"If students leave school less curious than when they started, we have failed them."
-- George Couros
The Innovator's Mindset
Isn't there so much truth to those words? Curiosity is what develops life long learners, which is our exact goal as educators. We want students to always be asking, "Why?" and "How?" We want our students to question everything and have skills and strategies to get to the bottom of the answer.
My question is: How does technology help us to do that?
The pressure to use technology for innovation in our classrooms is real. To some educators, that's empowering and motivating, but to others it's overwhelming and stressful. So what guides our instruction? What is "it" that drives our use of technology in the classroom?
For me -- it's content and pedagogy. Education buzz words, I know.
Break it down this way:
Content = topics, themes, beliefs, behaviors, concepts, and facts, often grouped within each subject or learning area. In other words, the SUBSTANCE of your teaching.
Pedagogy = your actions, strategies, methods, and practices of teaching. In other words: your CRAFT of teaching.
Let's combine our substance with our craft--our meat with our potatoes. Technology is the gravy on top. We use it to improve our learning experiences and make them even better. To make learning a more memorable and lasting experience, therefore promoting transfer.
This mindset shift has made me reevaluate my purpose of tech, and how I'm using it as a TOOL to enhance and transform my students' learning experiences. This is something I'm constantly pushing myself to do better in. Using tech for the sake of tech is not purposeful and is not best practice. Simple as that. I have quite a few great projects I do with my students where Chromebooks or iPads are not involved and guess what? It's a fantastic learning experience that is done best tech-less! However, technology can most certainly enhance what we do with our students and can be so empowering.
1. Flipgrid to Replace Reading Logs
I have a whole blogpost on this HERE, so check it out for the details. Essentially, I found that reading logs WERE. NOT. WORKING. Parents hated them, students hated them, I hated them. Students faked their logs, and they truly weren't an accurate depiction of my kids' reading lives. I wanted to make reading social and interactive just like it is in MY adult reading life. Enter: FLIPGRID. Students created book reviews and recommendation videos to share with their peers. The only requirement was they included all the necessary content and posted once a week. It's changed my reading workshop in the BEST way.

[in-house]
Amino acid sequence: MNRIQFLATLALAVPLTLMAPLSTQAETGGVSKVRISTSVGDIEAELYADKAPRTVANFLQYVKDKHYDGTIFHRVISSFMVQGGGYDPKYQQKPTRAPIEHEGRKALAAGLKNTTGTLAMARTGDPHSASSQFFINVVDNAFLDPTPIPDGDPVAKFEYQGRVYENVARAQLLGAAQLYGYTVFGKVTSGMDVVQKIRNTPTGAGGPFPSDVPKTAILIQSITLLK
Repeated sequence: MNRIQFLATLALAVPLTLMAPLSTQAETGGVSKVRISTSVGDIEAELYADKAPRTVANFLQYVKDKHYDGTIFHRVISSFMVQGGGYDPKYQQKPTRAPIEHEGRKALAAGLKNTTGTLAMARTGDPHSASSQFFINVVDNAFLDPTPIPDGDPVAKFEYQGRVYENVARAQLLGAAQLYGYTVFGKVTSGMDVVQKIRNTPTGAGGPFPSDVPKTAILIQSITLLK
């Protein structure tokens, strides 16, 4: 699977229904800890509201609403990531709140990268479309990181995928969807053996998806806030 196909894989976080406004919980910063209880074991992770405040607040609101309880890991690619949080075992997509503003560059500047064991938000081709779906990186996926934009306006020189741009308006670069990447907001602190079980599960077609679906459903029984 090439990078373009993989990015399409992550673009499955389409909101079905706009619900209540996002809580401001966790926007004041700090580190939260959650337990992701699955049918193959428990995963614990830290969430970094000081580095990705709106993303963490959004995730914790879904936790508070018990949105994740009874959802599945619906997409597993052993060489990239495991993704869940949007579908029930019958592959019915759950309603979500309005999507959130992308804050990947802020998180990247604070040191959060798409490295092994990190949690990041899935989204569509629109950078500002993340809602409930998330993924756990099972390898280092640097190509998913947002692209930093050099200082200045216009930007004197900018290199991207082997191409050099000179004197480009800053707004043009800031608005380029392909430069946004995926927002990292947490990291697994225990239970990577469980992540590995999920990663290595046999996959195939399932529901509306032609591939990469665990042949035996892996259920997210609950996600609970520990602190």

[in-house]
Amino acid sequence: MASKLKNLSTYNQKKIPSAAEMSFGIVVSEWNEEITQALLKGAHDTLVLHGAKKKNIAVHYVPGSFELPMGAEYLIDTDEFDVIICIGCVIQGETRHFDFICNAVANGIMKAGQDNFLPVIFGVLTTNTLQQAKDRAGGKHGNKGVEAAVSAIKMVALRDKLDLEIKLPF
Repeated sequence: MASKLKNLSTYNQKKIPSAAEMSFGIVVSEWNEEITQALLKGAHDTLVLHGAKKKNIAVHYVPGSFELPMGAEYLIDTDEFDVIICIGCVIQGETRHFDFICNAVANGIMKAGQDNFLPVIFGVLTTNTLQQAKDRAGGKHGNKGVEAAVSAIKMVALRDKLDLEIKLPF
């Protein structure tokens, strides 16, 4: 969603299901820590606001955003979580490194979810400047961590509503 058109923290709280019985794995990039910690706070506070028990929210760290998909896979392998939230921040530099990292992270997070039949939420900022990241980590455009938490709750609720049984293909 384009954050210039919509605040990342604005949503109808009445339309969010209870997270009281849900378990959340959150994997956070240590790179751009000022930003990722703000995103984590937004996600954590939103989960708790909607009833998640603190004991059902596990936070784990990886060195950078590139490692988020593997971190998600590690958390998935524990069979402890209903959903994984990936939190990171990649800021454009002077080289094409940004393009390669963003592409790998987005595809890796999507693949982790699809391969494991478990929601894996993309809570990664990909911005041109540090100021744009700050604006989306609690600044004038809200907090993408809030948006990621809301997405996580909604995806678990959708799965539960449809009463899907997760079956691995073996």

2. QR Codes to Assist in Research
Research isn't easy with littles. You don't let them loose on Google Search and hope for the best. I've found that while we're still teaching how to find reliable sources, students do need quite a bit additional support here. My Science and Social Studies isn't always a "separate" time of day as it's worked into my Reading and Writing block, so research is often a part of it. QR codes have saved my research!! Here's my most recent example: Students were learning about the rainforest, and had a research journal prompt on protecting the rainforests. I simply put a QR code (using this QR code generator) on the prompt that students glue into their notebook, they scan, explore the research, and write! Take a look below.
3. Global Studies Exploration Site to Enhance Social Studies
I know provided students with experience to expand their worldview is so important, but finding time for social studies in second grade is TOUGH. I absolutely love social studies (especially geography), but setting aside time is not easy. Enter: GLOBAL STUDIES! I've created a website using Google Sites where we study a new country each month. We look into their food, geography/landscape, culture, language, currency, wildlife, and more. On each page is a new country's content, with videos, articles, virtual jigsaw puzzles (of landmarks) and matching games, as well as book collections on EPIC! When students complete the activities/readings/videos, they add a fact or two to our class' private Google Doc where we share what we've learned with each other. It's been an incredible way to incorporate my own diverse students' backgrounds into our classroom, too. Take a look at it HERE!
Dive into your content. WHAT are you teaching? Take a look at that substance I mentioned earlier and then reflect on your pedagogy. You know, your craft. The HOW. Put them together and use trial and error to decide what tech tool is going to enhance those two things. Technology is not a one size fits all. What works well with one class or group of students may not be the best fit with another. The beauty of technology is that most of the time, tweaking it to fit the needs of your students isn't tough.
Leave me a comment with an example of how you have used content + pedagogy to drive your tech use in the classroom!